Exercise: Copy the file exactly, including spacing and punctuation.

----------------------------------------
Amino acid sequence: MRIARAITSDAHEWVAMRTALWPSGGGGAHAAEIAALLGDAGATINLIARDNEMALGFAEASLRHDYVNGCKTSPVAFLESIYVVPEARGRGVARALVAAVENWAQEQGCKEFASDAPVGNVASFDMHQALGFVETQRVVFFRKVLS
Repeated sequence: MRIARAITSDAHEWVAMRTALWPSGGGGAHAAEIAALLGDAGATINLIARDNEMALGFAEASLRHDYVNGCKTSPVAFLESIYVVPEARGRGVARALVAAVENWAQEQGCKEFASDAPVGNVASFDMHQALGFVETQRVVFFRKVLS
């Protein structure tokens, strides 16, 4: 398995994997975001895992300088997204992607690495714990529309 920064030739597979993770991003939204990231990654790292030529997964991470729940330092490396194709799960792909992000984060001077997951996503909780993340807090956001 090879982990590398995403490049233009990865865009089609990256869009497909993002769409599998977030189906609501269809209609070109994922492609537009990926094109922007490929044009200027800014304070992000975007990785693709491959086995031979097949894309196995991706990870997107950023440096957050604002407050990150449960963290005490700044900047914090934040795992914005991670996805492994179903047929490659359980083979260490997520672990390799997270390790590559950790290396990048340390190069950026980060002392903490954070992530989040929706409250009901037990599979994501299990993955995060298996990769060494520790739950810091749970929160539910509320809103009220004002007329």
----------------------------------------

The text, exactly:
Amino acid sequence: MRIARAITSDAHEWVAMRTALWPSGGGGAHAAEIAALLGDAGATINLIARDNEMALGFAEASLRHDYVNGCKTSPVAFLESIYVVPEARGRGVARALVAAVENWAQEQGCKEFASDAPVGNVASFDMHQALGFVETQRVVFFRKVLS
Repeated sequence: MRIARAITSDAHEWVAMRTALWPSGGGGAHAAEIAALLGDAGATINLIARDNEMALGFAEASLRHDYVNGCKTSPVAFLESIYVVPEARGRGVARALVAAVENWAQEQGCKEFASDAPVGNVASFDMHQALGFVETQRVVFFRKVLS
């Protein structure tokens, strides 16, 4: 398995994997975001895992300088997204992607690495714990529309 920064030739597979993770991003939204990231990654790292030529997964991470729940330092490396194709799960792909992000984060001077997951996503909780993340807090956001 090879982990590398995403490049233009990865865009089609990256869009497909993002769409599998977030189906609501269809209609070109994922492609537009990926094109922007490929044009200027800014304070992000975007990785693709491959086995031979097949894309196995991706990870997107950023440096957050604002407050990150449960963290005490700044900047914090934040795992914005991670996805492994179903047929490659359980083979260490997520672990390799997270390790590559950790290396990048340390190069950026980060002392903490954070992530989040929706409250009901037990599979994501299990993955995060298996990769060494520790739950810091749970929160539910509320809103009220004002007329």